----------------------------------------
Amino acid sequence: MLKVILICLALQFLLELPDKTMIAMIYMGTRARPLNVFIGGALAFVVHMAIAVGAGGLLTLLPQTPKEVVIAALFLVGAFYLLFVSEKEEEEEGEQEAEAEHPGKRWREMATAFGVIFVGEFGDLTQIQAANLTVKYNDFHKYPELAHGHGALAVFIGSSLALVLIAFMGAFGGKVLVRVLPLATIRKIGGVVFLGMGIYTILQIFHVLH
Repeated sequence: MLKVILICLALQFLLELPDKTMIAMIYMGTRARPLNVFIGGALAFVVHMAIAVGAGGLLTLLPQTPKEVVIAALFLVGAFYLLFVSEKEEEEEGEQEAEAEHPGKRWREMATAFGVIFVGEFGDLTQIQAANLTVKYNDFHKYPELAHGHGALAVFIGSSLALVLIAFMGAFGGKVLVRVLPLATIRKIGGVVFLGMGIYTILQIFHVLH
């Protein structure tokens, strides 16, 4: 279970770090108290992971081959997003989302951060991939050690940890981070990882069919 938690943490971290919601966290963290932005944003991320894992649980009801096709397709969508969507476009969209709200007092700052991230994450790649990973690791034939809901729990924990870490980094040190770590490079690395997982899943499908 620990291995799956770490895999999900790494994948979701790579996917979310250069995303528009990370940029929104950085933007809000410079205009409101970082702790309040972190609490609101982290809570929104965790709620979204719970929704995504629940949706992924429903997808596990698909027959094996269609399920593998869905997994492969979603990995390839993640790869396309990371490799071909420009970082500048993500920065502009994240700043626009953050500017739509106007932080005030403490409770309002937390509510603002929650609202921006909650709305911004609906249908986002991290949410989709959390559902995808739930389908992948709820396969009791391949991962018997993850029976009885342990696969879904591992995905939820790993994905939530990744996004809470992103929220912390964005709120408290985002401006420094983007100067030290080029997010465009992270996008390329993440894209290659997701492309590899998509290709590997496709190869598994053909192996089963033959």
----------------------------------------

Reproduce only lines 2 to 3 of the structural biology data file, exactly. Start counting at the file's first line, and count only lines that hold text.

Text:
Repeated sequence: MLKVILICLALQFLLELPDKTMIAMIYMGTRARPLNVFIGGALAFVVHMAIAVGAGGLLTLLPQTPKEVVIAALFLVGAFYLLFVSEKEEEEEGEQEAEAEHPGKRWREMATAFGVIFVGEFGDLTQIQAANLTVKYNDFHKYPELAHGHGALAVFIGSSLALVLIAFMGAFGGKVLVRVLPLATIRKIGGVVFLGMGIYTILQIFHVLH
């Protein structure tokens, strides 16, 4: 279970770090108290992971081959997003989302951060991939050690940890981070990882069919 938690943490971290919601966290963290932005944003991320894992649980009801096709397709969508969507476009969209709200007092700052991230994450790649990973690791034939809901729990924990870490980094040190770590490079690395997982899943499908 620990291995799956770490895999999900790494994948979701790579996917979310250069995303528009990370940029929104950085933007809000410079205009409101970082702790309040972190609490609101982290809570929104965790709620979204719970929704995504629940949706992924429903997808596990698909027959094996269609399920593998869905997994492969979603990995390839993640790869396309990371490799071909420009970082500048993500920065502009994240700043626009953050500017739509106007932080005030403490409770309002937390509510603002929650609202921006909650709305911004609906249908986002991290949410989709959390559902995808739930389908992948709820396969009791391949991962018997993850029976009885342990696969879904591992995905939820790993994905939530990744996004809470992103929220912390964005709120408290985002401006420094983007100067030290080029997010465009992270996008390329993440894209290659997701492309590899998509290709590997496709190869598994053909192996089963033959």